My husband Rob’s tenure as an acting head of department at Keele University comes to an end on April 1st, and it can’t come soon enough. It was always made clear that in the long run an outside person was wanted, and Rob was happy to play an interim role until a full-time appointment was […]
At the end of July last year I posted that I had joined the UCU, mainly because I felt, as Head of School, that I needed the potential security of union membership. Now, strikes have been called over changes in the pension scheme, and I am in the position of having to ‘manage’ the effects of the strike on my School.
I won’t go into my views on the possible pension scheme changes here. However even back in the days when I was an AUT member (and a member of the university AUT committee), I never took strike action that would potentially affect students, and I am not about to start that now, regardless of the seriousness of the issue involved.
As for ‘managing’ the strike and its potential effects on my School, the HR Department have briefed Heads of Schools of their responsibilities in this regard, and these include ensuring that any teaching that is affected is rearranged, and that students are informed of cancelled and rearranged sessions. Informing students about cancelled sessions will be challenging if, as might happen, we are not informed of teaching that has been affected until after the event! UCU members are not required to signal their intentions to strike in advance, so this may well happen. Another challenge will be rearranging teaching, since there will be a limited window of 3-4 weeks in which we can do this before the summer exams start, and it won’t just be lectures that are potentially affected, but also labs. HR also suggest that we should consider asking staff not involved in the dispute to cover for colleagues that are, which is a minefield I am not prepared to enter!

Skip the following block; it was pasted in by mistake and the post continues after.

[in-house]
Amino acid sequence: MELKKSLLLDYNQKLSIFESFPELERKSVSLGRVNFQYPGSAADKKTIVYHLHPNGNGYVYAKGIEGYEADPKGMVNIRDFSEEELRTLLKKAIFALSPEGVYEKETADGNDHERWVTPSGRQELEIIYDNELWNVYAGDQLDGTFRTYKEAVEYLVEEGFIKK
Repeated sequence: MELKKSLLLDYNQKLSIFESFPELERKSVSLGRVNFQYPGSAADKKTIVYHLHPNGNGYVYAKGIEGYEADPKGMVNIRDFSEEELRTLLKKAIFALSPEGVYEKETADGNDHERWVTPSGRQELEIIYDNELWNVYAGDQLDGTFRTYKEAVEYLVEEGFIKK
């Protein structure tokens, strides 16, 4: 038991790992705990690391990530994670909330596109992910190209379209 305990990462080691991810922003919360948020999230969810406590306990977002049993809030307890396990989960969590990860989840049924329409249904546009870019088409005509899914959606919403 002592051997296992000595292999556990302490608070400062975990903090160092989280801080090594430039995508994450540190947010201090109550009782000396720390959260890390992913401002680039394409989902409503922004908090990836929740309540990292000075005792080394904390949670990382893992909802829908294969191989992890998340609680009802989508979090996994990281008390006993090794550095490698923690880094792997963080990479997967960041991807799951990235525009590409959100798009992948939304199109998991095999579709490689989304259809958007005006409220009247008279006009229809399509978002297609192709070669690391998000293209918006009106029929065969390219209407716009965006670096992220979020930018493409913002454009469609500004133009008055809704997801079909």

All in all, there are some challenging weeks ahead, and this is yet another area in which Heads of School receive no training. I am fortunate, I suppose, to have had many years experience of the sector, and I will certainly be drawing on that going forward.
Almost from the time I started working in academia, back in 1984 when I began my second postdoc position at Birkbeck, until 2005, I was a member of the AUT (the Association of University Teachers). I was even a member of the AUT committee at Keele for a few years. I remember that I got increasingly frustrated with them – they didn’t help us in my School when Chemistry and Physics were threatened with large scale redundancies (which thankfully never happened), but rather, got obsessed with ‘worthy’ issues like boycotting Israeli universities. When they merged with NATFHE to form the UCU in 2005/6, I simply didn’t join the new union.
Times change, however. As Acting Head of School, I am exposed and in the firing line if anything goes wrong, and the worrying news about the pension scheme at the weekend (which turned out to be exaggerated), led me to think again. UCU membership doesn’t come cheap, but they do provide an important service for their members, and they speak up for our interests in increasingly difficult times.
Anyway, the upshot is that I have joined the UCU. With it being less than a week since I re-joined the Labour Party, it does seem as if I am returning to something more like my old self, at least in political terms!
(The title of the this post is taken from the Strawbs 1973 song of the same name).